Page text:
Ecole Biblique et Archeologique Française

The Ecole Biblique et Archeologique Française (EBAF) was founded in 1890 by religious friars of the St Stephen’s convent led by Father Marie-Joseph Lagrange in Palestine. In addition to its primary mission in the field of biblical studies and archeology, the EBAF extends its scope to related disciplines such as history and geography of the Near East, ‘oriental’ languages, and connected documentation activities. It holds an archive of 19th century photography, with many of the collections having direct relevance to the school’s archaeological pedagogy. The original holdings relate mainly to the fieldtrips carried out by the school in the broader Near-East region. It comprises around 18,000 glass plates in various sizes, of which two-thirds are negatives, and the rest mostly positive duplicates. These include stereoscopic views and rare autochromes. There are few prints from the glass plate negatives, although contact sheets exist for half the collection, which also includes albumen prints from pre-1914 commercial collections such as Bonfils. The original holdings were enriched by three deposits: 1,600 glass plates from the French Assumptionist fathers dating back to 1896 and donated by the Notre-Dame Center of Jerusalem; 700 medium-format contact prints from a Spanish Dominican priest dating back to his time as a student at the school in 1929-31; 550 stereoscopic negatives dating from 1908-1909; and more recently, 2,200 scans from the White Fathers (Pères-Blancs) of Saint-Anne Monastery in the Old City of Jerusalem, including scans of 705 glass plates; 1,700 scans from the Jesuits of the Biblical Pontifical Institute, Jerusalem; and around 350 scans from the Italian Salesians from Beit Jimal (Palestine). The contemporary holdings from the last 30 years contain thousands of film negatives in 35mm or medium format, as well as colour slides. These come mainly from the archeological surveys carried out by the school, and the trend has been to document endangered archeological and historical sites. EBAF’s holdings are fully catalogued and accessible to researchers on appointment. The collection has been fully scanned, and there are plans for an online database. There are also cooperation arrangements in place with other churches in Jerusalem to help digitize their collections. The EBAF collection has been the subject of many exhibitions in the region and in Europe, as well as several books: Distant Jerusalem, Holy City; Photographies d’Arabie: Hedjaz 1907-1917; Al-Quds al-Sharif, Patrimoine musulman de la Vieille Ville de Jérusalem: Photographies 1890-1925; Souvenirs d’Orient; Jerusalem: A Principios Del Siglo XX, Patrimonio y Cultura; Pilgrims to Makkah 1908; Itineraires Bibliques; The Empire and the Kingdom: Jordan as seen by the École biblique et archéologique francaise de Jérusalem (1893-1935); Jérusalem et la Palestine à travers la collection photographique de l’Ecole biblique de Jérusalem (directed by Elias Sanbar, ed. Hazan, Paris, 2013). More recent exhibitions, with printed catalogues, include: Chateaubriand, itinéraire de Paris à Jérusalem à travers les photographies de l’Ecole biblique de Jérusalem (Paris, 2013); Chrétiens d’Orient (Paris, 2014); Gerusalemme fotografata. Immagini d’all’archivio dell’Ecole biblique et archéologique française di Gerusalemme 1870-1935 (Lugano, Museo Cantonale d’Arte, 2014).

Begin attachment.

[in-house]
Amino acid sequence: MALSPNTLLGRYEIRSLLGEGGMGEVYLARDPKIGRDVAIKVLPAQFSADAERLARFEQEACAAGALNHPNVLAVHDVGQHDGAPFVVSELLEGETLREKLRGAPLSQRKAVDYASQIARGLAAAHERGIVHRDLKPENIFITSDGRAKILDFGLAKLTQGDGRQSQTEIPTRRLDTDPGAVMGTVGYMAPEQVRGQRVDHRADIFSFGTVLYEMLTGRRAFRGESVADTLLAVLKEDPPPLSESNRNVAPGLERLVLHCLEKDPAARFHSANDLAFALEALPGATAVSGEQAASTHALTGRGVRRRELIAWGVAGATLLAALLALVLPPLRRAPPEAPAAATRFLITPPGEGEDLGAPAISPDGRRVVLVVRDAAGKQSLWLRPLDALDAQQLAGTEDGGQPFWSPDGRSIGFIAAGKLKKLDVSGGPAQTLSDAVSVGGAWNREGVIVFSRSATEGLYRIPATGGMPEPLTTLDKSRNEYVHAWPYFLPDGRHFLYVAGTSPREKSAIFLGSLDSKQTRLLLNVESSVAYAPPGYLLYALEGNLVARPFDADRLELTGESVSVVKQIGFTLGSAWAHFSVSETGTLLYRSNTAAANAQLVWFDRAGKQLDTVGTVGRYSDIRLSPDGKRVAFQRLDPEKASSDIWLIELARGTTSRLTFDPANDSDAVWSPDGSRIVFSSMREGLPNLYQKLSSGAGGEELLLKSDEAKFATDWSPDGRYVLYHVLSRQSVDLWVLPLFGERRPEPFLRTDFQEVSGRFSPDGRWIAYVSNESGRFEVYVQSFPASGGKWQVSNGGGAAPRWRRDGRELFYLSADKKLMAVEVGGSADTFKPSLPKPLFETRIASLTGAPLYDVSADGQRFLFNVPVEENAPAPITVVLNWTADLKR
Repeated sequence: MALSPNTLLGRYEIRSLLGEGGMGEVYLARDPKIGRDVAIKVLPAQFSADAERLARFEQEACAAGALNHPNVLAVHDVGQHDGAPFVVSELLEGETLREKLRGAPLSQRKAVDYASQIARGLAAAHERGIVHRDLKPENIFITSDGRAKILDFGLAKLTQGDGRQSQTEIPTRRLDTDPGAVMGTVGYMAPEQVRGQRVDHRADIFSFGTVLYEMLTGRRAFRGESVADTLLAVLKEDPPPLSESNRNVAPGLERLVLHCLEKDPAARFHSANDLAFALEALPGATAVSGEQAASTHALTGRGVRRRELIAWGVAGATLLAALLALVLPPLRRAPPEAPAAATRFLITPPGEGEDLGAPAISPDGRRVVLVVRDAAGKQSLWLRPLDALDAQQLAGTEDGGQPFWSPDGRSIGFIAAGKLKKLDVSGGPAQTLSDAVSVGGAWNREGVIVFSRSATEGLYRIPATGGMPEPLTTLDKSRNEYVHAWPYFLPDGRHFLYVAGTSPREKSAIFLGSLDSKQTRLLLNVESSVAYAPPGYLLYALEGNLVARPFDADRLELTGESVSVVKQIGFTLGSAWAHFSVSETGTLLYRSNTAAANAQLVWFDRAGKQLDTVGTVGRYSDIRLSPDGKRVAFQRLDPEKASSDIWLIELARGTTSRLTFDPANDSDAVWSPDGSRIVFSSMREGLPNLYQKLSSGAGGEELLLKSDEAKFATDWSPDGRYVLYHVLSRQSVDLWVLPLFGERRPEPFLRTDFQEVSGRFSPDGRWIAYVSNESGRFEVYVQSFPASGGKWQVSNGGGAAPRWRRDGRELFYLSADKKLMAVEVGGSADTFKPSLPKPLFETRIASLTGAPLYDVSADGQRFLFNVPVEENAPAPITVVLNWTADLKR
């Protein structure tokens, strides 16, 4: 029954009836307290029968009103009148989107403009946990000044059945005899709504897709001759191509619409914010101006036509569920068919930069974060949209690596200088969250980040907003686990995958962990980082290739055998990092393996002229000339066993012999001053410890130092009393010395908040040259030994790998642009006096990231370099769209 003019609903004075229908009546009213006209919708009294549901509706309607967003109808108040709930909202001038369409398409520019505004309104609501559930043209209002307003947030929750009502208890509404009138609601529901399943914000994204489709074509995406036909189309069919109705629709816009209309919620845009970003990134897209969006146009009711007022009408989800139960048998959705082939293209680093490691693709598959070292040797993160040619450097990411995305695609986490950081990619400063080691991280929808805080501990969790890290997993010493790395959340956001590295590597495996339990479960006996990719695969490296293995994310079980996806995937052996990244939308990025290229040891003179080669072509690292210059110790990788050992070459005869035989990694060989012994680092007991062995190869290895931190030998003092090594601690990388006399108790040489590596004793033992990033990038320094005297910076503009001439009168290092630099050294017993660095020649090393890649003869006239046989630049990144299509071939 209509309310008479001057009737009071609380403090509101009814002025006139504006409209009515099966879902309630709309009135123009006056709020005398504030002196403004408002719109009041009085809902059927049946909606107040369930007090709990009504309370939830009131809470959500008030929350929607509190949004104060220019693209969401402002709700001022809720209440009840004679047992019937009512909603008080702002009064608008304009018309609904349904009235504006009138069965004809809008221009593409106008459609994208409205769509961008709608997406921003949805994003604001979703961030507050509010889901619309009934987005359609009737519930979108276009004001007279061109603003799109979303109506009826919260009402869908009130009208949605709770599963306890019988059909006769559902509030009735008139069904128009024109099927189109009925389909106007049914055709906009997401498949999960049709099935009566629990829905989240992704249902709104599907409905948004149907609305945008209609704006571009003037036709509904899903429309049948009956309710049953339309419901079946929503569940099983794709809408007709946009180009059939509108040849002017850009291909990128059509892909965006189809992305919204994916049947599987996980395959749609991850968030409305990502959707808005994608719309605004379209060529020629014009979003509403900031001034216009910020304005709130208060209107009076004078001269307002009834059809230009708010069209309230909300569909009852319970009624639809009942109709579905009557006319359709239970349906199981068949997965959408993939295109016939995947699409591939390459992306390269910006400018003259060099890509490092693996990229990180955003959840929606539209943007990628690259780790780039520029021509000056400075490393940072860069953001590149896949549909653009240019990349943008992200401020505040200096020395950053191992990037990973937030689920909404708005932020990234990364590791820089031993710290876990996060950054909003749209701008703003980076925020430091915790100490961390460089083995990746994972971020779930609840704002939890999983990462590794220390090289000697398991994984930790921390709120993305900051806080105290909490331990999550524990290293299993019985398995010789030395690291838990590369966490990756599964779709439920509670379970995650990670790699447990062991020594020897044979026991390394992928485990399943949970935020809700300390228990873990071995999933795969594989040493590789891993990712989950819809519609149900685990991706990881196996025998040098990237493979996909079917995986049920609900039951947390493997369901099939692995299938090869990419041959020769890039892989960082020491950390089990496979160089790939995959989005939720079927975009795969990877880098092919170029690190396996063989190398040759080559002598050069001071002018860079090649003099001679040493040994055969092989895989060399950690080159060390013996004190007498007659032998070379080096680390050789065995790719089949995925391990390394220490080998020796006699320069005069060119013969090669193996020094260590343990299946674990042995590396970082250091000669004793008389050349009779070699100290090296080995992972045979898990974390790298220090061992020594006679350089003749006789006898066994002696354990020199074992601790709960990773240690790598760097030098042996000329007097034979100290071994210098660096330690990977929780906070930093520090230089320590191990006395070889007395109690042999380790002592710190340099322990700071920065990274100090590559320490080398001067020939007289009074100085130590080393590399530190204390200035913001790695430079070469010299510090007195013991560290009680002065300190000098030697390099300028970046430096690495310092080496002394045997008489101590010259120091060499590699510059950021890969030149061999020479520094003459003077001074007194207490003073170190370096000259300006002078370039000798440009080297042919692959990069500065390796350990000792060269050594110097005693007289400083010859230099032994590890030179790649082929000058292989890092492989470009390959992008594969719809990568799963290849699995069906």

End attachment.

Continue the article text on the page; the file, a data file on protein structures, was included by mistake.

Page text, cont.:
Contact Details

  • Name: Père Jean-Michel de Tarragon
  • Email:
  • Address: 6 Nablus Rd., East Jerusalem
  • Tel: +972 2 626 44 68
  • Website:;

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